Listen To Hurricane Dorian’s Furious Roar, As ‘Heard’ By Seismometers
If you live far from the regions affected by Hurricane Dorian, you might understandably be unable to comprehend the fear that nucleates and grows within the minds of the people in its path. That’s why a new YouTube clip, created and shared by Zhigang Peng, a geophysicist at the Georgia Institute of Technology, is so striking: it shows how a seismometer in Florida responded to the ominous approach of Hurricane Dorian over the past few days.
As you can see – and hear, if you turn up your speakers – the seismometer is registering some decent rumbles even as the tropical cyclone is still out in the Atlantic Ocean. As it nears the Florida coastline, the grumbling amps up considerably until it becomes a disconcerting, disturbing, static-like roar as the hurricane drifts up along Florida’s eastern shores….
Why Hurricane Dorian Defied Forecasts and Sank the Bahamas
Jason Dunion has been flying on “hurricane hunter” planes for the past 20 years to collect data on tropical storms. Yet Sunday’s flight into Hurricane Dorian was the first time he had felt the awesome power of a Category 5 storm.
Dunion, a scientist at a National Oceanographic and Atmospheric Administration meteorology lab in Miami, was strapped into his seat along with the 18 other scientists and crew as winds approaching 200 miles per hour buffeted the P-3 Orion, an aircraft originally designed to hunt enemy submarines. When the plane dropped suddenly, he and the others felt a few moments of weightlessness.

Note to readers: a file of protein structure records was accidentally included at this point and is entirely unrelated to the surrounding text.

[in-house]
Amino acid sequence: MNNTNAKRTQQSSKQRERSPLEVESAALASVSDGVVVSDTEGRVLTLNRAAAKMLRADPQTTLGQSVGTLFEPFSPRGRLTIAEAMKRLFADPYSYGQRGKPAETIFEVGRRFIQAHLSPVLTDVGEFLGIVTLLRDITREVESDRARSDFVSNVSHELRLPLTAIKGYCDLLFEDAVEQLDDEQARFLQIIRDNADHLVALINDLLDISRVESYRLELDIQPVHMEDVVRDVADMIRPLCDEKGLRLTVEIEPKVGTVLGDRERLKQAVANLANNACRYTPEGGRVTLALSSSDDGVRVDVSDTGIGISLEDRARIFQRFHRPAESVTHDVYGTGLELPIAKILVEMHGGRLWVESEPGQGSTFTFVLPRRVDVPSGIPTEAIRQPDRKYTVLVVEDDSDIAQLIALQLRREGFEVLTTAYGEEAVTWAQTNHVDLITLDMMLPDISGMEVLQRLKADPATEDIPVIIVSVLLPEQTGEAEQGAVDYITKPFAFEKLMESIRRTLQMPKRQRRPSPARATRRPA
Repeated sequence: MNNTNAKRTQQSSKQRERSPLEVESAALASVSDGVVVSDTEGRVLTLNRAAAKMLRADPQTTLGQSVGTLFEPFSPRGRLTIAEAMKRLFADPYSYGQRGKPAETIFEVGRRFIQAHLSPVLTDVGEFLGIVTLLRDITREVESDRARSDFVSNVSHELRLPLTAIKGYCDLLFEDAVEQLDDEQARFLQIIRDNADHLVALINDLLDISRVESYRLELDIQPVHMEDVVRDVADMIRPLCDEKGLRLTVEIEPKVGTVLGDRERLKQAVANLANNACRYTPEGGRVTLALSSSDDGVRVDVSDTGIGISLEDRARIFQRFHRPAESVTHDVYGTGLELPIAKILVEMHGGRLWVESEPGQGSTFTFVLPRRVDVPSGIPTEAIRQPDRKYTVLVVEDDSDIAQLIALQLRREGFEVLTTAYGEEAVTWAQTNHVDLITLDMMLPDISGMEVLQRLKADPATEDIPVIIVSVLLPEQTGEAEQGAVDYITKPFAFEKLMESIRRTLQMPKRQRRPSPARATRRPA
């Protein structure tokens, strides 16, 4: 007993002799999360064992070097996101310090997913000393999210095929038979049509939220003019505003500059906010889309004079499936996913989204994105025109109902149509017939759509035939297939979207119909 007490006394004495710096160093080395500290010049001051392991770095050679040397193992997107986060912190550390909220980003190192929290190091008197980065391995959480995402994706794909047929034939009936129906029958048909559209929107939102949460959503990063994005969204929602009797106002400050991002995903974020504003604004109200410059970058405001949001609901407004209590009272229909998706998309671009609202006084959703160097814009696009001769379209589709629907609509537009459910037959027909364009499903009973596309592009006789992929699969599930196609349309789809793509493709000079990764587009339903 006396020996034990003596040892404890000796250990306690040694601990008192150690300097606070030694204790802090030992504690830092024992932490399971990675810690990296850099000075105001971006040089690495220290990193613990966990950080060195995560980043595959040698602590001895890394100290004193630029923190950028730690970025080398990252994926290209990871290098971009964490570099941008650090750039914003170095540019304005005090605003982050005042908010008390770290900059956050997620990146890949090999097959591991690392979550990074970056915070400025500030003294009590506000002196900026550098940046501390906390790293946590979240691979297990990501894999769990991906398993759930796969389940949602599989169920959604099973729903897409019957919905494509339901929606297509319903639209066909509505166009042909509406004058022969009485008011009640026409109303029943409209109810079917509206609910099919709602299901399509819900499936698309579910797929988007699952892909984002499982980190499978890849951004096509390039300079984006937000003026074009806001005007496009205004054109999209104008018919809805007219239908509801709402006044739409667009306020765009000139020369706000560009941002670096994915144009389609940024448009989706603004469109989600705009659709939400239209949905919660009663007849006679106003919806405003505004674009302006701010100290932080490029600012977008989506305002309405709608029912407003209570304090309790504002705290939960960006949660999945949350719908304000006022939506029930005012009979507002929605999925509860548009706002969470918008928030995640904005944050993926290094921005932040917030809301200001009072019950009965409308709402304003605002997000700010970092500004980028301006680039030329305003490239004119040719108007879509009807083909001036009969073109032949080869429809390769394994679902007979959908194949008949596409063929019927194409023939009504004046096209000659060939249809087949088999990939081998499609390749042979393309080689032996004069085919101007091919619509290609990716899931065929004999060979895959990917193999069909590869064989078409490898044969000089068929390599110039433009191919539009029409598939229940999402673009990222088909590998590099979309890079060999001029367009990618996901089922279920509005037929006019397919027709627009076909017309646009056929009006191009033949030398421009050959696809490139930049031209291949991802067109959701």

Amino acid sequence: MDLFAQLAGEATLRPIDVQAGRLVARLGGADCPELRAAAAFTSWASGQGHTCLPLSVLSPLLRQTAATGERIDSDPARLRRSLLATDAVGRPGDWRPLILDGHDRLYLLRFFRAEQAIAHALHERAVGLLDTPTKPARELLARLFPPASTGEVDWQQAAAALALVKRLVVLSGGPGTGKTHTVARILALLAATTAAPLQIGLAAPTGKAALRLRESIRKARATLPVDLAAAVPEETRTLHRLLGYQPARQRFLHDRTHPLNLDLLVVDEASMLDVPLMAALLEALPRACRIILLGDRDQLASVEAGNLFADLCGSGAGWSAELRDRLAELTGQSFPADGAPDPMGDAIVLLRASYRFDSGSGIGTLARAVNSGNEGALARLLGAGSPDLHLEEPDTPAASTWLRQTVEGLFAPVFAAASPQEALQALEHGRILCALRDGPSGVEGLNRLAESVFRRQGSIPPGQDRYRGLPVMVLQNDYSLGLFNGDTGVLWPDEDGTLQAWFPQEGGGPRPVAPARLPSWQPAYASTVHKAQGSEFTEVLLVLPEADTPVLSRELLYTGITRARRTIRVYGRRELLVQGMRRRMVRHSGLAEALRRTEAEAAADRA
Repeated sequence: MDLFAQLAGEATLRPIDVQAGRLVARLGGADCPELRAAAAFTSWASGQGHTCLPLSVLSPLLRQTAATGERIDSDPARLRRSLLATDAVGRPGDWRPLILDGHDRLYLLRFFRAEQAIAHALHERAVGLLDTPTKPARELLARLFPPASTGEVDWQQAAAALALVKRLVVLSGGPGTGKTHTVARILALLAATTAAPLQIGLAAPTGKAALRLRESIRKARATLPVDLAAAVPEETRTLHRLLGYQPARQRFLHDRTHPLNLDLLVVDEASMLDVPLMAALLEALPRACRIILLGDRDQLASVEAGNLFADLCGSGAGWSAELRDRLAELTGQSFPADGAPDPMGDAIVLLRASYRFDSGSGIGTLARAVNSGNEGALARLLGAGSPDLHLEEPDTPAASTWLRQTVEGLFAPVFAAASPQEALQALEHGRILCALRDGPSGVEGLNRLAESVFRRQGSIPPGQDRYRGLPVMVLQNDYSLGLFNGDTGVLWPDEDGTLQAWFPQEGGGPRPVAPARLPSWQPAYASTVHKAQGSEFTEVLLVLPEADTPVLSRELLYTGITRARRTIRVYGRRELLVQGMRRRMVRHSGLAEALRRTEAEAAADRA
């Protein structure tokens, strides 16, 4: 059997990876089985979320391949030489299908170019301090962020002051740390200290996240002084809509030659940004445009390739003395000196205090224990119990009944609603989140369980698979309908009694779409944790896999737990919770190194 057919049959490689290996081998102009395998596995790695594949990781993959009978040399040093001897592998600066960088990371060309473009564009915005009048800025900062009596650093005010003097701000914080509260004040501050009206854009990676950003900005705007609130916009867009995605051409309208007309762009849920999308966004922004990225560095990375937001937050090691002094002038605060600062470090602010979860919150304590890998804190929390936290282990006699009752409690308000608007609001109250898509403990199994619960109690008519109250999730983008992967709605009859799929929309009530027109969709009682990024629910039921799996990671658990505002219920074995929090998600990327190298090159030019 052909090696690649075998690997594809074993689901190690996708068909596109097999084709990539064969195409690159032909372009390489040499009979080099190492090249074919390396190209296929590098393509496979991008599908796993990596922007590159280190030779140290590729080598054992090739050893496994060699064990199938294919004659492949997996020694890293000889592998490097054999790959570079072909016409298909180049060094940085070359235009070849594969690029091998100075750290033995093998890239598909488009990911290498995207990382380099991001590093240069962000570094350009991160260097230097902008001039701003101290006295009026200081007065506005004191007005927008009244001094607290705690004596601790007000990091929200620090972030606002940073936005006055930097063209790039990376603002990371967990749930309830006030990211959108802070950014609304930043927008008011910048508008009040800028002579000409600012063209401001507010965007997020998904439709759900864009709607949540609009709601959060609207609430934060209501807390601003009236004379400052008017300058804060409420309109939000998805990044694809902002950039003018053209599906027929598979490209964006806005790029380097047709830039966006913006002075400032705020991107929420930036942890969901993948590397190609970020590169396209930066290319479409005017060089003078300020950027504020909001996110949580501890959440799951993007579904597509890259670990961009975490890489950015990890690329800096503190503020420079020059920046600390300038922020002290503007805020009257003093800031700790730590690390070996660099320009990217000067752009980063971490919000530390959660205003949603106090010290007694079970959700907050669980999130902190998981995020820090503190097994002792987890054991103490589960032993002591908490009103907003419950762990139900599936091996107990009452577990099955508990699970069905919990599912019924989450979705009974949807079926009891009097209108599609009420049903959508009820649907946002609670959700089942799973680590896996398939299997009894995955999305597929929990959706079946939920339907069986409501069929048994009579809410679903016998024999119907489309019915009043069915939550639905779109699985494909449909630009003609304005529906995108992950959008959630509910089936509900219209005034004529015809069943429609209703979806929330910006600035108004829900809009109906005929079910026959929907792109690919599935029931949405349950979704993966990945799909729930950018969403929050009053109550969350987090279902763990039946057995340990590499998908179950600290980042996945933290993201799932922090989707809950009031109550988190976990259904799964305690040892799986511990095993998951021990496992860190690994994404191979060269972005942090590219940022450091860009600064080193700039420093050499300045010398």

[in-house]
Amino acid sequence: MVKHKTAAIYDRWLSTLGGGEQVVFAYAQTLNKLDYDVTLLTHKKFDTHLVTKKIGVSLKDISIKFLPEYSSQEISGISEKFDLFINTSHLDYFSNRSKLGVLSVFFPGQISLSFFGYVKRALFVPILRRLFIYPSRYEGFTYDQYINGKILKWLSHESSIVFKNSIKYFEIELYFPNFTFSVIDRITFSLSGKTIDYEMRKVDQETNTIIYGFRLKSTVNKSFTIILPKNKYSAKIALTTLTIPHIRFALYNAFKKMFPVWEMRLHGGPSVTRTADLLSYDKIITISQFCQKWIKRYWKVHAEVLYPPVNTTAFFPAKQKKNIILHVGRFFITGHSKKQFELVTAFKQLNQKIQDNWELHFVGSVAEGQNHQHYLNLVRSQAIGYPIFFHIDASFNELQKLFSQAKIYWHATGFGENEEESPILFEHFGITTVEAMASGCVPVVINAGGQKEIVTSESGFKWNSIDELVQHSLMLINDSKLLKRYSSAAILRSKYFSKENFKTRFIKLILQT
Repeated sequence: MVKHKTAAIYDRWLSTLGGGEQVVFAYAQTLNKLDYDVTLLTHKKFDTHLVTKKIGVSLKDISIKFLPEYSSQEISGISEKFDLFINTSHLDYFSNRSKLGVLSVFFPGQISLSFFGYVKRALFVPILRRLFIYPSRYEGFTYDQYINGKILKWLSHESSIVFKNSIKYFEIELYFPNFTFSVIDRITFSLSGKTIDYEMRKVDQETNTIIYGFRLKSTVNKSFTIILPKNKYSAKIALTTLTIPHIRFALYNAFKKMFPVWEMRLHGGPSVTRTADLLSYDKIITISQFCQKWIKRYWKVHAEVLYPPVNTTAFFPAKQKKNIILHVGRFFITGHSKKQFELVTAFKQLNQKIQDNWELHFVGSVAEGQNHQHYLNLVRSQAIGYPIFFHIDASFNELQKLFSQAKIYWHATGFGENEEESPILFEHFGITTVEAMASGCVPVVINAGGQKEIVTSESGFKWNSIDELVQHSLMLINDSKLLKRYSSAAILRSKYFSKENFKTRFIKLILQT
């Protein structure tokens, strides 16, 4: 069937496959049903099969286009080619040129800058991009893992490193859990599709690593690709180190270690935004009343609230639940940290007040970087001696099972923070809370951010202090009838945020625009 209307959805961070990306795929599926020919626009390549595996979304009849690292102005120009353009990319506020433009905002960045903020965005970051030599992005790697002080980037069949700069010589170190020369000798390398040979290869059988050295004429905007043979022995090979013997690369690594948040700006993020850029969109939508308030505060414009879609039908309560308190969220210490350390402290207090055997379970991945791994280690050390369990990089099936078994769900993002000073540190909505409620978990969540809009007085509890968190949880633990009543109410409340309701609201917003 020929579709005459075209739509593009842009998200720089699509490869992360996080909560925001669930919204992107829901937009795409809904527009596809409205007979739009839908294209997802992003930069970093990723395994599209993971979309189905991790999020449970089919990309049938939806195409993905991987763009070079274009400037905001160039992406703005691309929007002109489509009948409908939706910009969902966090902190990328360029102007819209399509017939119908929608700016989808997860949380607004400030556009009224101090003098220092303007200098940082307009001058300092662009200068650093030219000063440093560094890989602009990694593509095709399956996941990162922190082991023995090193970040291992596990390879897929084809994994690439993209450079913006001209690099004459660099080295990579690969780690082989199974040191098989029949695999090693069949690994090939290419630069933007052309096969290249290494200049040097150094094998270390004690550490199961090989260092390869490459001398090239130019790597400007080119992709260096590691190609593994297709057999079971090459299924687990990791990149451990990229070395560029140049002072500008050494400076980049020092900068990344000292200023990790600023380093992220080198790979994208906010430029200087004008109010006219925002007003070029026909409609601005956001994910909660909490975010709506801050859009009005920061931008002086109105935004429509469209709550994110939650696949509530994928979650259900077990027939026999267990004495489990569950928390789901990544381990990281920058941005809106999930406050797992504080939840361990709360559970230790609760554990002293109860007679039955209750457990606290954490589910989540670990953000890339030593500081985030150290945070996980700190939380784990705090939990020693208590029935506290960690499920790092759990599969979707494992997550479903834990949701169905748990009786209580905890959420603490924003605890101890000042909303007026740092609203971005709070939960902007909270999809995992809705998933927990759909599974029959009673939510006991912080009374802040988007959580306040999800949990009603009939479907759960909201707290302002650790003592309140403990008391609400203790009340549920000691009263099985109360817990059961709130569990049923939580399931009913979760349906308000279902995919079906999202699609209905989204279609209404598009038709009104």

“It was like a roller coaster, but you couldn’t see where the turns were,” Dunion says. “It was intense. It was like nothing I had ever felt.”
Once the plane had passed through the turbulence to the calm eye of the storm, Dunion looked out the window to see a swirling maelstrom of fast-moving clouds topped by a patch of bright blue sky above. “You appreciated the beauty, but you were completely surrounded by this hostile environment.” For Dunion and other scientists, Hurricane Dorian has defied predictions of both its strength and its path toward Florida and the southeastern US. The unpredictability has kept coastal residents on edge and made it tougher for relief agencies to anticipate where the worst effects will be felt….